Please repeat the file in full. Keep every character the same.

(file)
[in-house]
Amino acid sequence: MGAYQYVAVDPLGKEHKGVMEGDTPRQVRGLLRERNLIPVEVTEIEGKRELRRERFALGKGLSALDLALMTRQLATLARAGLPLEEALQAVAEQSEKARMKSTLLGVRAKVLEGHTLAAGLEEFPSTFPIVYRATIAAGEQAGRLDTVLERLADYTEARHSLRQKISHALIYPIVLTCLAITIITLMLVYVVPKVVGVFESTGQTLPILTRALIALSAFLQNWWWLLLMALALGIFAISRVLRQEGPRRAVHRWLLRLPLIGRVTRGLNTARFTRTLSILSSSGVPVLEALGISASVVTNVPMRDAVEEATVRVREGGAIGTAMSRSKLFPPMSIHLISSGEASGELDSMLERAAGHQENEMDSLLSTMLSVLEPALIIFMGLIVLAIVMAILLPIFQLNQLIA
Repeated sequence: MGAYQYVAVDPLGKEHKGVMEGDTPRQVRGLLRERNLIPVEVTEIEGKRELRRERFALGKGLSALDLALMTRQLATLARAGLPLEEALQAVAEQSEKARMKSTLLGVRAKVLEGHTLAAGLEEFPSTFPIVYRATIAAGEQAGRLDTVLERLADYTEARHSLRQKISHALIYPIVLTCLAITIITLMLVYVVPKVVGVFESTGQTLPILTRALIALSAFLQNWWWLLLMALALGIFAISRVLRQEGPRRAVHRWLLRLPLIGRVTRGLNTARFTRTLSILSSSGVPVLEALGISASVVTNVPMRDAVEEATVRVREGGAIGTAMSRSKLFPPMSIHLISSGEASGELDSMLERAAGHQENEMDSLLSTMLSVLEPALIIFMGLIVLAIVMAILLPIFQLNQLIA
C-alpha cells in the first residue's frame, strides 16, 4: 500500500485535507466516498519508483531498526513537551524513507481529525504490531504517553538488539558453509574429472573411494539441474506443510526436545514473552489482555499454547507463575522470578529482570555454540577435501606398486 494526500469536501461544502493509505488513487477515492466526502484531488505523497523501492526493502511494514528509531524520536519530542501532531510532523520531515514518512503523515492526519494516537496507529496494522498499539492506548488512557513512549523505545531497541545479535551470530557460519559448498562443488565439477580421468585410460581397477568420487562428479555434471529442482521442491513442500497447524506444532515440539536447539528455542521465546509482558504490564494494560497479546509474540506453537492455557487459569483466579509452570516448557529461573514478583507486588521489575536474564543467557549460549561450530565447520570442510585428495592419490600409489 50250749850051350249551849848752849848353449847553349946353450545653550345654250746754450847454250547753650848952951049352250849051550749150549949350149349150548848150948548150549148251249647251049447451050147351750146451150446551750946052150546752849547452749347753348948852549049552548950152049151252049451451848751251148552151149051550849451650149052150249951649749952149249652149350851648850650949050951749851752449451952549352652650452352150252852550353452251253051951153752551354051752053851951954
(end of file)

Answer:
[in-house]
Amino acid sequence: MGAYQYVAVDPLGKEHKGVMEGDTPRQVRGLLRERNLIPVEVTEIEGKRELRRERFALGKGLSALDLALMTRQLATLARAGLPLEEALQAVAEQSEKARMKSTLLGVRAKVLEGHTLAAGLEEFPSTFPIVYRATIAAGEQAGRLDTVLERLADYTEARHSLRQKISHALIYPIVLTCLAITIITLMLVYVVPKVVGVFESTGQTLPILTRALIALSAFLQNWWWLLLMALALGIFAISRVLRQEGPRRAVHRWLLRLPLIGRVTRGLNTARFTRTLSILSSSGVPVLEALGISASVVTNVPMRDAVEEATVRVREGGAIGTAMSRSKLFPPMSIHLISSGEASGELDSMLERAAGHQENEMDSLLSTMLSVLEPALIIFMGLIVLAIVMAILLPIFQLNQLIA
Repeated sequence: MGAYQYVAVDPLGKEHKGVMEGDTPRQVRGLLRERNLIPVEVTEIEGKRELRRERFALGKGLSALDLALMTRQLATLARAGLPLEEALQAVAEQSEKARMKSTLLGVRAKVLEGHTLAAGLEEFPSTFPIVYRATIAAGEQAGRLDTVLERLADYTEARHSLRQKISHALIYPIVLTCLAITIITLMLVYVVPKVVGVFESTGQTLPILTRALIALSAFLQNWWWLLLMALALGIFAISRVLRQEGPRRAVHRWLLRLPLIGRVTRGLNTARFTRTLSILSSSGVPVLEALGISASVVTNVPMRDAVEEATVRVREGGAIGTAMSRSKLFPPMSIHLISSGEASGELDSMLERAAGHQENEMDSLLSTMLSVLEPALIIFMGLIVLAIVMAILLPIFQLNQLIA
C-alpha cells in the first residue's frame, strides 16, 4: 500500500485535507466516498519508483531498526513537551524513507481529525504490531504517553538488539558453509574429472573411494539441474506443510526436545514473552489482555499454547507463575522470578529482570555454540577435501606398486 494526500469536501461544502493509505488513487477515492466526502484531488505523497523501492526493502511494514528509531524520536519530542501532531510532523520531515514518512503523515492526519494516537496507529496494522498499539492506548488512557513512549523505545531497541545479535551470530557460519559448498562443488565439477580421468585410460581397477568420487562428479555434471529442482521442491513442500497447524506444532515440539536447539528455542521465546509482558504490564494494560497479546509474540506453537492455557487459569483466579509452570516448557529461573514478583507486588521489575536474564543467557549460549561450530565447520570442510585428495592419490600409489 50250749850051350249551849848752849848353449847553349946353450545653550345654250746754450847454250547753650848952951049352250849051550749150549949350149349150548848150948548150549148251249647251049447451050147351750146451150446551750946052150546752849547452749347753348948852549049552548950152049151252049451451848751251148552151149051550849451650149052150249951649749952149249652149350851648850650949050951749851752449451952549352652650452352150252852550353452251253051951153752551354051752053851951954